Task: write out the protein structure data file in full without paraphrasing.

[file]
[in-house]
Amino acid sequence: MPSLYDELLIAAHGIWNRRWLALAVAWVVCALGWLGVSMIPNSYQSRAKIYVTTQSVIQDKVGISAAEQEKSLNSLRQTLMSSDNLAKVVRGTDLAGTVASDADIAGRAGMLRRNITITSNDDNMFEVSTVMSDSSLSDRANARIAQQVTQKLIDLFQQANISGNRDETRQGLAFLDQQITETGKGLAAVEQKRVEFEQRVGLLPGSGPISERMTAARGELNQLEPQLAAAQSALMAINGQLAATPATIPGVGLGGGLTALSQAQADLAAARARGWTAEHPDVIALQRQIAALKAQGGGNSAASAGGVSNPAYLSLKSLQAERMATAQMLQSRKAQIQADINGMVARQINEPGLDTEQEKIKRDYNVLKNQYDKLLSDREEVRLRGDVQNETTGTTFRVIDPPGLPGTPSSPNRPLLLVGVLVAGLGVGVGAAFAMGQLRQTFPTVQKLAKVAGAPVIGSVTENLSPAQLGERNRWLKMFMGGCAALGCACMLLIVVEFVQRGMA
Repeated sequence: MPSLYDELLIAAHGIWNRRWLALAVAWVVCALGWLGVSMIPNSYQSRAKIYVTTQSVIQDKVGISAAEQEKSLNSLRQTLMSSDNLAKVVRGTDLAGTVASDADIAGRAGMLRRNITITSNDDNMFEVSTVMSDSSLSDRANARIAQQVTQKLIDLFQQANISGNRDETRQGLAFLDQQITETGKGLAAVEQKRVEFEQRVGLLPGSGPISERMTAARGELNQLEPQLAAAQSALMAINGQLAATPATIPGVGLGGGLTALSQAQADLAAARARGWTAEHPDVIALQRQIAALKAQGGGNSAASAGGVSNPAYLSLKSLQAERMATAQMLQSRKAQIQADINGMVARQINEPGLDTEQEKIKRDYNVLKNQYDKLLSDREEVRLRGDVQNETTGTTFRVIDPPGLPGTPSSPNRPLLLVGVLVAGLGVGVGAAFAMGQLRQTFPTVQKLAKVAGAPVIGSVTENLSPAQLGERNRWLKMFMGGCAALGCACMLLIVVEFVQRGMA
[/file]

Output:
[in-house]
Amino acid sequence: MPSLYDELLIAAHGIWNRRWLALAVAWVVCALGWLGVSMIPNSYQSRAKIYVTTQSVIQDKVGISAAEQEKSLNSLRQTLMSSDNLAKVVRGTDLAGTVASDADIAGRAGMLRRNITITSNDDNMFEVSTVMSDSSLSDRANARIAQQVTQKLIDLFQQANISGNRDETRQGLAFLDQQITETGKGLAAVEQKRVEFEQRVGLLPGSGPISERMTAARGELNQLEPQLAAAQSALMAINGQLAATPATIPGVGLGGGLTALSQAQADLAAARARGWTAEHPDVIALQRQIAALKAQGGGNSAASAGGVSNPAYLSLKSLQAERMATAQMLQSRKAQIQADINGMVARQINEPGLDTEQEKIKRDYNVLKNQYDKLLSDREEVRLRGDVQNETTGTTFRVIDPPGLPGTPSSPNRPLLLVGVLVAGLGVGVGAAFAMGQLRQTFPTVQKLAKVAGAPVIGSVTENLSPAQLGERNRWLKMFMGGCAALGCACMLLIVVEFVQRGMA
Repeated sequence: MPSLYDELLIAAHGIWNRRWLALAVAWVVCALGWLGVSMIPNSYQSRAKIYVTTQSVIQDKVGISAAEQEKSLNSLRQTLMSSDNLAKVVRGTDLAGTVASDADIAGRAGMLRRNITITSNDDNMFEVSTVMSDSSLSDRANARIAQQVTQKLIDLFQQANISGNRDETRQGLAFLDQQITETGKGLAAVEQKRVEFEQRVGLLPGSGPISERMTAARGELNQLEPQLAAAQSALMAINGQLAATPATIPGVGLGGGLTALSQAQADLAAARARGWTAEHPDVIALQRQIAALKAQGGGNSAASAGGVSNPAYLSLKSLQAERMATAQMLQSRKAQIQADINGMVARQINEPGLDTEQEKIKRDYNVLKNQYDKLLSDREEVRLRGDVQNETTGTTFRVIDPPGLPGTPSSPNRPLLLVGVLVAGLGVGVGAAFAMGQLRQTFPTVQKLAKVAGAPVIGSVTENLSPAQLGERNRWLKMFMGGCAALGCACMLLIVVEFVQRGMA